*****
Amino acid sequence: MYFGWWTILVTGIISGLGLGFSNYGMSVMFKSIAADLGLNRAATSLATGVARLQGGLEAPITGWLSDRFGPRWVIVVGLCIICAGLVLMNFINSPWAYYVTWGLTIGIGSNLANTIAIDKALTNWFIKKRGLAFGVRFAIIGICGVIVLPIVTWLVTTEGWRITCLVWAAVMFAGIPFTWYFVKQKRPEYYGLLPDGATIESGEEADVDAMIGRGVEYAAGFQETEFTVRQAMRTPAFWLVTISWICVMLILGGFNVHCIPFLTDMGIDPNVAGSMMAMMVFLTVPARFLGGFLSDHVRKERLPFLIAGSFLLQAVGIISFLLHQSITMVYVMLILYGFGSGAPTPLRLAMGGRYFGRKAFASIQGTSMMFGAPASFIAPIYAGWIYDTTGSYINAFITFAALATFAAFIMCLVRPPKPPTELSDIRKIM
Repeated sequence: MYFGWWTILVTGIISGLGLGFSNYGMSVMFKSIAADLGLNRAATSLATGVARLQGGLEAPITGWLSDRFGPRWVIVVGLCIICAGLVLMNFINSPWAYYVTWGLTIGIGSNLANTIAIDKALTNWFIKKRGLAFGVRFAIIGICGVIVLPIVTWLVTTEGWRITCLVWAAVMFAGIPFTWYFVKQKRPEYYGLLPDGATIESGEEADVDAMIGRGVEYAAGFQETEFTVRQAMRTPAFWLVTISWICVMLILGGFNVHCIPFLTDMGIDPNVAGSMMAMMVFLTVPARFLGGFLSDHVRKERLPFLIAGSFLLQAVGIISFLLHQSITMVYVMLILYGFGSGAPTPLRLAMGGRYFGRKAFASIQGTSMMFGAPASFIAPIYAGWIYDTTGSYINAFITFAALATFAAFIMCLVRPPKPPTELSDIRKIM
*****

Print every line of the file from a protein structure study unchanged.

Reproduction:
Amino acid sequence: MYFGWWTILVTGIISGLGLGFSNYGMSVMFKSIAADLGLNRAATSLATGVARLQGGLEAPITGWLSDRFGPRWVIVVGLCIICAGLVLMNFINSPWAYYVTWGLTIGIGSNLANTIAIDKALTNWFIKKRGLAFGVRFAIIGICGVIVLPIVTWLVTTEGWRITCLVWAAVMFAGIPFTWYFVKQKRPEYYGLLPDGATIESGEEADVDAMIGRGVEYAAGFQETEFTVRQAMRTPAFWLVTISWICVMLILGGFNVHCIPFLTDMGIDPNVAGSMMAMMVFLTVPARFLGGFLSDHVRKERLPFLIAGSFLLQAVGIISFLLHQSITMVYVMLILYGFGSGAPTPLRLAMGGRYFGRKAFASIQGTSMMFGAPASFIAPIYAGWIYDTTGSYINAFITFAALATFAAFIMCLVRPPKPPTELSDIRKIM
Repeated sequence: MYFGWWTILVTGIISGLGLGFSNYGMSVMFKSIAADLGLNRAATSLATGVARLQGGLEAPITGWLSDRFGPRWVIVVGLCIICAGLVLMNFINSPWAYYVTWGLTIGIGSNLANTIAIDKALTNWFIKKRGLAFGVRFAIIGICGVIVLPIVTWLVTTEGWRITCLVWAAVMFAGIPFTWYFVKQKRPEYYGLLPDGATIESGEEADVDAMIGRGVEYAAGFQETEFTVRQAMRTPAFWLVTISWICVMLILGGFNVHCIPFLTDMGIDPNVAGSMMAMMVFLTVPARFLGGFLSDHVRKERLPFLIAGSFLLQAVGIISFLLHQSITMVYVMLILYGFGSGAPTPLRLAMGGRYFGRKAFASIQGTSMMFGAPASFIAPIYAGWIYDTTGSYINAFITFAALATFAAFIMCLVRPPKPPTELSDIRKIM